I'm about four episodes into Amazon's The Boys, and the first words that come to mind when thinking about this show are, "It's just too real." It is worth watching, and it's an open critique on how modern capitalism begets modern "crapitalism," and ruins just about everything it touches. Capitalism does have a proven means to drive success and invention. But it's also a mean, cruel, and unforgiving system, and its "cruelty" seems amplified when you have super-powered beings living among regular mortals on this planet we call Earth.

The premise is at first deceptively simple: these super-powered beings are not interested in being tyrants or gods. Rather, they are heavily invested in society. Just like the Kardashians or other kinds of famous people, they don't want to rule. They want to be a part of the "elite" members of society, the .01 percent, the people who are admired and looked up to as beautiful, strong, just, and wonderful. The people that us normals out here fantasize about sexually and emotionally and think, "Oh those people have got it so good. I want to be just like them." The "supes" of The Boys are "social media influencers" to the nth degree, and there's a profound narcissism about it all...the need to be willingly worshiped. And that's the noose that capitalism has around all of the super-heroed beings I've met so far in the series. And why do I say it's a noose? Simple: the lust for fame and fortune.

Corporations in The Boys drive the narrative, and in particular one called Vought. Vought's ultimate goal is to have superhumans adpoted as the primary form of national defense in the United States, which would allow them to gain a monopoly on defense contracts, given their dominance of the superhuman industry. In the show, the character we deal most with is played by Elizabeth Shue (it's nice to see her again as I enjoyed the works she did earlier in her career). She's an unlikeable corporate shill pumping breast milk in her office to feed her child, and treating all of the superheroes as the property of the corporation. Vought controls public appearances, team-ups, and stages battles. Everything boils down to making money for shareholders.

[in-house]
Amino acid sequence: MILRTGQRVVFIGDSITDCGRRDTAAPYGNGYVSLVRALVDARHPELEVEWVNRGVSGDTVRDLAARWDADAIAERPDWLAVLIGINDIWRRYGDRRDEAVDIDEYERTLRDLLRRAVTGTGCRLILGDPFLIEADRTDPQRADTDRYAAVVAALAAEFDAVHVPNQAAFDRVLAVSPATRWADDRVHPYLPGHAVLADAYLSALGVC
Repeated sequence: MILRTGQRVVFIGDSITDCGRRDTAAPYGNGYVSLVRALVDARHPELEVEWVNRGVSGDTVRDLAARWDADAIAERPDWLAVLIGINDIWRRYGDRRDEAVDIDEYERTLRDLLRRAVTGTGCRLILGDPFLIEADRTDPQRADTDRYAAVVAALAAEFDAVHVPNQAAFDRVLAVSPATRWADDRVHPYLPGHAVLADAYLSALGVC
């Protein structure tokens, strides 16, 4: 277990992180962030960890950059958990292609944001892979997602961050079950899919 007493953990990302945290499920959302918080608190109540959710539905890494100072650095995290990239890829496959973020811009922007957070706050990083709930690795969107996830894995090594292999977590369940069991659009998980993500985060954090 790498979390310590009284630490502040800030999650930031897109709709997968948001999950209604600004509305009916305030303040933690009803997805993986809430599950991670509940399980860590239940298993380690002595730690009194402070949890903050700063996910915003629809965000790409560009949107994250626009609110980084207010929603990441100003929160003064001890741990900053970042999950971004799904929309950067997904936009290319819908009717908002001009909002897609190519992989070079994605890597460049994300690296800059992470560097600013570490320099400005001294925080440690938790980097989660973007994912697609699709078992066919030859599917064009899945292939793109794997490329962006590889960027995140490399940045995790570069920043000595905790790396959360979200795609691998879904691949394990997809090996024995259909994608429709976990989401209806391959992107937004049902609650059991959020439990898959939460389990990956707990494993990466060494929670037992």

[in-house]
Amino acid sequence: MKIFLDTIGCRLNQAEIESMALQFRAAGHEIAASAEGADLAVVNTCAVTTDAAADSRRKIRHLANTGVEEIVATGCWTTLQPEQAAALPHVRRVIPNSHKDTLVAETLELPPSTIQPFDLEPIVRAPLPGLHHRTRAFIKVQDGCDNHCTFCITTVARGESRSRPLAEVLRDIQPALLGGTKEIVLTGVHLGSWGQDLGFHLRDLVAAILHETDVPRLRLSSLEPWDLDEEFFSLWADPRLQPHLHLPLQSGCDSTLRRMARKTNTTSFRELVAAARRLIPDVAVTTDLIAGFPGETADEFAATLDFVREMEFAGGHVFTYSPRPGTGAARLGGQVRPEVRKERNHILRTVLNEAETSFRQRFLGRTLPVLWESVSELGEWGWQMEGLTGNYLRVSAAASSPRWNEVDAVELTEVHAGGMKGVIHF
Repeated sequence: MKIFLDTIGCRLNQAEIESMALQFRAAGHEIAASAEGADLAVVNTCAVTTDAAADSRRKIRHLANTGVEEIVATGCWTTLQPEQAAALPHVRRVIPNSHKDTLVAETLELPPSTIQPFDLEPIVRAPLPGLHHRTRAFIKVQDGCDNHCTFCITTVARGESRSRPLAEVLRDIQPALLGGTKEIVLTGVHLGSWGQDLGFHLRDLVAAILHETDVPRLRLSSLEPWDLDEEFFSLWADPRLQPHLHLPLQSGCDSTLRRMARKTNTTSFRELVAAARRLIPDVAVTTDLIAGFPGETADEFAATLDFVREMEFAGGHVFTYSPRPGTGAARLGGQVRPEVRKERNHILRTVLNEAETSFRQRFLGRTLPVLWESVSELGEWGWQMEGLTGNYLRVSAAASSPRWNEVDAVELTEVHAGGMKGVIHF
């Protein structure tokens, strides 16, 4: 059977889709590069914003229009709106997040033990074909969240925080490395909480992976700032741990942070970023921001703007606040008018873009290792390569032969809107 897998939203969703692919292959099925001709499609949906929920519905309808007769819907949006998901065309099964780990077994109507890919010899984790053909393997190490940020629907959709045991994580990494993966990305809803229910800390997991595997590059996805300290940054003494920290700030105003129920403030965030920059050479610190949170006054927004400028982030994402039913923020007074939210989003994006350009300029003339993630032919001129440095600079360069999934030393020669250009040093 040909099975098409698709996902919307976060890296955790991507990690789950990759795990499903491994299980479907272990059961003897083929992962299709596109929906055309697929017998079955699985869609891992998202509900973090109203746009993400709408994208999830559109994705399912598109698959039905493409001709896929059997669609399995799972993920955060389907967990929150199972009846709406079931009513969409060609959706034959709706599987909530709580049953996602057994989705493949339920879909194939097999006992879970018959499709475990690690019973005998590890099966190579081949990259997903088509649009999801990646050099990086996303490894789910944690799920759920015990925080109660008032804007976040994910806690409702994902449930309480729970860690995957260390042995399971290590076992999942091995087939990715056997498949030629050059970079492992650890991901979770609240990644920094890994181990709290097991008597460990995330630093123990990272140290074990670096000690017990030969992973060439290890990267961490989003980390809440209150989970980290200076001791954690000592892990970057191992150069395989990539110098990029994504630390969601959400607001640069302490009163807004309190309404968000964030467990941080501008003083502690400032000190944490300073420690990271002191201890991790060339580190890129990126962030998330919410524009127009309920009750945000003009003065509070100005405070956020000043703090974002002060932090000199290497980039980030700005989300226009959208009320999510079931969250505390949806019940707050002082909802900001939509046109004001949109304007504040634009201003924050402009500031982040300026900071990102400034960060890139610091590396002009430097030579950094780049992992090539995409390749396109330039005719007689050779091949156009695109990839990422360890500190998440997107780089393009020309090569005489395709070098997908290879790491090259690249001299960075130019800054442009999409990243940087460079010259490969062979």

Where the show gets interesting is in how the superheroes adapt to the trauma of being corporate shills (slaves to greed and fame). Because they want the fame and fortune and exposure that Vought promises, they are willing to compromise on every single one of their virtues in order to obtain it. Women who become part of the seven are expected to service the men who are already there in sexual ways, and they must put up with an invisible man watching them use the bathroom while he jerks off. If they don't, they'll be kicked off the very precious team (which is the equivalent of The Justice League of America).

The most powerful superhero (with abilities clearly inspired by Superman) is an unscrupulous white man who feels deeply unappreciated for his contributions, but who ultimately is not ready to rock the boat too much at Vought. However, his incredible dissatisfaction with himself and the years of compromising his own morals for the corporation (which includes killing people who threaten to expose the superheroes for using dangerous performance-enhancing drugs) has made him treat all of his co-worker superheroes like utter crap. Homelander's become a nasty grandiose narcissist who has by episode 4 clearly lost every bit of humanity that he once possessed.

If you are looking for some non-traditional superhero fare, I would recommend checking The Boys out on Amazon streaming. As I said before, it's worth your time, and it validates a lot of what I think happens in our society once we embrace the evils of unfettered capitalism and allow corporations to rule our lives.

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